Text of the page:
The neuropeptides orexin A and orexin B, also referred to as hypocretin 1 and hypocretin 2, are selectively produced by specific neurons of the lateral hypothalamic area. Orexin neurons project to various brain areas and are involved in the regulation of a variety of physiological functions including sleep and wakefulness, arousal, energy homeostasis, reward related behavior, and also neuroendocrine functions.

Shortly after the discovery of orexins and their G-protein coupled receptor subtypes OX1 and OX2 by two independent groups in 1998 [1], [2], Pu et al. revealed that orexins can stimulate or inhibit pituitary luteinizing hormone (LH) secretion dependent on the presence of ovarian steroid hormones, as already known at this time for other neuropeptides involved in regulation of food intake and energy homeostasis [3]. In addition, a sexually dimorphic expression of orexins/prepro-orexin in the hypothalamus and in gonads as well as of orexin receptors in the hypothalamus, pituitary, and adrenal glands was found. Orexin A levels were shown to be higher in the lateral and posterior hypothalamus of female rats compared to male rats [4]. Accordingly, hypothalamic prepro-orexin mRNA levels were higher in female rats compared to males [5]. Moreover, prepro-orexin expression was also detected in testes but not in ovaries and the expression of OX1 receptors in the pituitary as well as OX2 receptors in adrenal glands was found to be higher in male rats than in female rats while in the hypothalamus OX1 receptor expression was higher in female rats [6].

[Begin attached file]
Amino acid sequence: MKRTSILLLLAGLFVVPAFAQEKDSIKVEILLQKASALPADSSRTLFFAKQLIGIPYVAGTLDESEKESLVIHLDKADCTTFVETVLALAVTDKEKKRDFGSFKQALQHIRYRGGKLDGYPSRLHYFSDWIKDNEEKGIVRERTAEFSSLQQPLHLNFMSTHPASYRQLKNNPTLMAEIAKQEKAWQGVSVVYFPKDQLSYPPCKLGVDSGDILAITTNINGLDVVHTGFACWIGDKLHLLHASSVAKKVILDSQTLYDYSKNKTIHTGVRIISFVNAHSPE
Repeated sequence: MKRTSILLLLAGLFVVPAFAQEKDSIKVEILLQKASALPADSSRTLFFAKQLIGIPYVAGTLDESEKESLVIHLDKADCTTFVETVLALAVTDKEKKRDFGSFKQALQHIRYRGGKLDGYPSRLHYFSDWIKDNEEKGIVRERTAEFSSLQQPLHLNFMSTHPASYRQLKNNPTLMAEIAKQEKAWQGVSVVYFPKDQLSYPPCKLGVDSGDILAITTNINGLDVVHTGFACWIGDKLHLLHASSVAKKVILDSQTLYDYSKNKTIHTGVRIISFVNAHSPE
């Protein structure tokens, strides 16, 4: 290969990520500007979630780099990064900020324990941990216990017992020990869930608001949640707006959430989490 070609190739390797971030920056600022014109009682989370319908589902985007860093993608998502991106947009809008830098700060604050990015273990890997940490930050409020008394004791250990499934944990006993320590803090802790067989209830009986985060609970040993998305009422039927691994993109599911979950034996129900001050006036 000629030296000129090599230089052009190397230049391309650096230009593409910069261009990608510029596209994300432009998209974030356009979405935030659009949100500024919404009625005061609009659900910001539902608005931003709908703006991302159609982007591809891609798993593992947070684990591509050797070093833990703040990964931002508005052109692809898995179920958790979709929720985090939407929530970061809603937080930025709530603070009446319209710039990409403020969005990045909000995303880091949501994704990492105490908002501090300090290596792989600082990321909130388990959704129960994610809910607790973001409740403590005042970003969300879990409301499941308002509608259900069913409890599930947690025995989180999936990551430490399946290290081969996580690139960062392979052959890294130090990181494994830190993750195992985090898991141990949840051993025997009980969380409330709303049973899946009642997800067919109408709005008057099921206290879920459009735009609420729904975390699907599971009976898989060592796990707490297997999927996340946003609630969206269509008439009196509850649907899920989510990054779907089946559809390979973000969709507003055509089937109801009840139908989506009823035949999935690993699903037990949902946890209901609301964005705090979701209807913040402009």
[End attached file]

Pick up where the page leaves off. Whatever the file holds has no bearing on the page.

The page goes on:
Various studies have confirmed and extended the initial observation by Pu et al. on the regulation of the hypothalamo-pituitary-gonadal axis by orexins showing that gonadotropin-releasing hormone (GnRH) synthesizing neurons are innervated by orexin containing axonal terminals, express OX1 receptors, and release GnRH after direct stimulation with orexins [7], [8], [9], [10]. Thus, it can be assumed that orexins regulate plasma LH mainly via regulating the release of GnRH from hypothalamus although a direct pituitary effect of orexins on LH secretion was also observed in dispersed anterior pituitaries from proestrous female, but not male rats [10], suggesting a role of gonadal steroids and, in addition, also a direct effect of orexins at the pituitary. Indeed, orexin receptors, mainly OX1 receptors, are expressed in the pituitary and could mediate this direct effect on the LH release. Furthermore, estrogens influence the effect of orexins on LH release. In ovarectomized rats, plasma LH concentrations were reduced by intracerebroventricularly injected orexins, while in estradiol-treated rats, orexin increased LH concentrations [3], [11], [12]. Thus, apparently the orexin system has not only an influence on the activity of the hypothalamic-pituitary-gonadal (HPG) axis that regulates reproductive functions including gonadal steroid hormone production but, in turn, this effect is controlled by estrogens and the expression of components of the orexin system is also regulated in a sex-dependent manner. Such a dimorphic expression could be caused by the action of sex hormones. Indeed, in adult male rats gonadectomy led to an increased expression of OX1 receptors in the pituitary and testosterone replacement reversed this effect [13]. A similar, even more pronounced effect was observed in ovariectomized rat and by estradiol replacement [13]. On the other hand, no effect of gonadectomy and steroid replacement could be found on the expression of components of the orexin system in the hypothalamus of male and female rats [13] although hypothalamic expression of prepro-orexin and OX1 receptor is higher in female rats compared to males [5]. Thus, the expression of prepro-orexin and OX1 receptors in the hypothalamus appears to be insensitive to long-term hormonal changes in adults while the gender differences in the expression of orexin receptors in the pituitary gland are due to the effect of gonadal steroids. On the other hand, rapid changes of prepro-orexin as well as orexin receptor expression were observed in the hypothalamus and pituitary of adult cycling female rats with an increased expression at the evening of proestrus [14].